How catch crops ‘mop up’ and release nitrogen explored at Strategic Cereal Farm

Wednesday, 15 December 2021

A trial at Strategic Cereal Farm West has investigated how catch crops capture and release nutrients. AHDB’s Richard Meredith discusses how a summer catch crop helped to lower nitrogen losses.

In autumn 2019, a wet autumn saw soil waterlogging. Like farms across the country, this left winter crops at Strategic Farm West unsown. However, it gave the opportunity for a summer catch-crop trial. Treatments included:

  • A farm-saved barley and beans mix
  • A commercial cover crop mix (phacelia and oil radish)
  • Lightly cultivated stubble (the control)

The ‘weedy’ control provided 73% cover, while the cover crop mixes produced good, dense cover – with 93% coverage achieved with the barley and beans mix.

Catch and cover crops can capture or ‘mop up’ nitrogen in the soil. It can help reduce nitrogen mineralisation and the risk of leaching over the winter.

Nitrogen fixation from the atmosphere by the inclusion of a legume in the mix can also potentially help build soil fertility.

All treatments captured nitrogen, with the barley and beans mix having the highest nitrogen content.

To find out how the captured nitrogen might become available for the following crop, in terms of the autumn soil nitrogen supply, we used two measurements (with their results combined) in August.

  1. The soil mineral nitrogen (ammonium and nitrate) to a 90 cm depth
  2. The amount of nitrogen in the catch crop

There wasn’t a significant difference in the soil mineral nitrogen across the trial. The bulk of the differences in the soil nitrogen supply were due to the amount of nitrogen that the catch crop had captured. The beans and barley mix came out on top, with 130kg N/ha potentially available going into the autumn. The inclusion of a legume in this mix added additional nitrogen.

Improvements in cash-crop yields, following a single year of catch or cover crops, are not guaranteed. In February, when there was winter wheat growing on the trial site, we repeated the measurements carried out in August.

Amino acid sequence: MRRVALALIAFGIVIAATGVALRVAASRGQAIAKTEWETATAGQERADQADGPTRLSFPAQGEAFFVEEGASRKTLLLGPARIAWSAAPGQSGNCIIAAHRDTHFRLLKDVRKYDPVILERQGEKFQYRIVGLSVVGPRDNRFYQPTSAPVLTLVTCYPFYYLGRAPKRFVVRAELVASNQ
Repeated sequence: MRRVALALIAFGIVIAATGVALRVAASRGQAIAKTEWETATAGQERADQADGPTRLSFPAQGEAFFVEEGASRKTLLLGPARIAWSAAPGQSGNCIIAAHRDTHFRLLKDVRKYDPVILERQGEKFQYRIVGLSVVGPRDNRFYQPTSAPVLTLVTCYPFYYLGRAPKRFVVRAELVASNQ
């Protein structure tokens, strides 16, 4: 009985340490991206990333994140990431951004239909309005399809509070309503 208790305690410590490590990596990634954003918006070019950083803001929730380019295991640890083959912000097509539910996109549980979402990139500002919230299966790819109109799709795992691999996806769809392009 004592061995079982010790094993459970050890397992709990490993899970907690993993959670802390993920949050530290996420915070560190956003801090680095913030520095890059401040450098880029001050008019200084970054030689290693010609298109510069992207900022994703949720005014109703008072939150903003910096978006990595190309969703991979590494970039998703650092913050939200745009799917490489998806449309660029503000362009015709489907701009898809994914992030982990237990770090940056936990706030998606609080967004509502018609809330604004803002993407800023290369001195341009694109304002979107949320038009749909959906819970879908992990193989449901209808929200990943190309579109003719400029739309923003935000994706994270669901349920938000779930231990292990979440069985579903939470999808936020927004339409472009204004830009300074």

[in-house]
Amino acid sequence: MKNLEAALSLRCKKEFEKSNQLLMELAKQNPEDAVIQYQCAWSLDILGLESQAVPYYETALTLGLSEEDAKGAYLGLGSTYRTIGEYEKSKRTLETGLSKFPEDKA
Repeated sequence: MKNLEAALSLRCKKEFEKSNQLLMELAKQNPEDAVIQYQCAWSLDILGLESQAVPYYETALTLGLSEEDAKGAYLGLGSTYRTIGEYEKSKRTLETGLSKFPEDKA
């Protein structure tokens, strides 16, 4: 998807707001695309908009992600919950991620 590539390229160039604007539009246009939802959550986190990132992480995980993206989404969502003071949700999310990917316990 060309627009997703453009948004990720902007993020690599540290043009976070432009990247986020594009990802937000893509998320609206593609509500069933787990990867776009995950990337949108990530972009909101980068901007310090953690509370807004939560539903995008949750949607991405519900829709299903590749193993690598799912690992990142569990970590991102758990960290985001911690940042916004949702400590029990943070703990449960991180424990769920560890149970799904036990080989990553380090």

We found that the winter wheat crop had captured less nitrogen after the catch crop (compared to the control).

The control had 44 kg/ha soil nitrogen supply, which almost matched the soil mineral nitrogen that was present in August.

The same was true with the catch crop treatments – with close agreement between the February and August soil mineral nitrogen measurements.

So, the nitrogen from the catch crop had not been accounted for or ‘found’. The most likely explanation, given the trial site soil is not free draining, is that the nitrogen was locked up in the organic pool in the microbial biomass and in the organic undecomposed materials.

Summer catch crops can effectively capture nitrogen that otherwise may be lost from the system. However, some benefits are often only seen after a catch or cover crop has been repeatedly included in the rotation over the long term.

This blog is part of a series produced following Strategic Cereal Farm Week (winter 2021/22). Our Strategic Cereal Farms put cutting-edge research and innovation into practice on commercial farms around the UK. The week of online events featured the latest results, delivered by our farm hosts, industry experts and researchers.

Visit the Strategic Cereal Farm Week (winter 2021/22) pages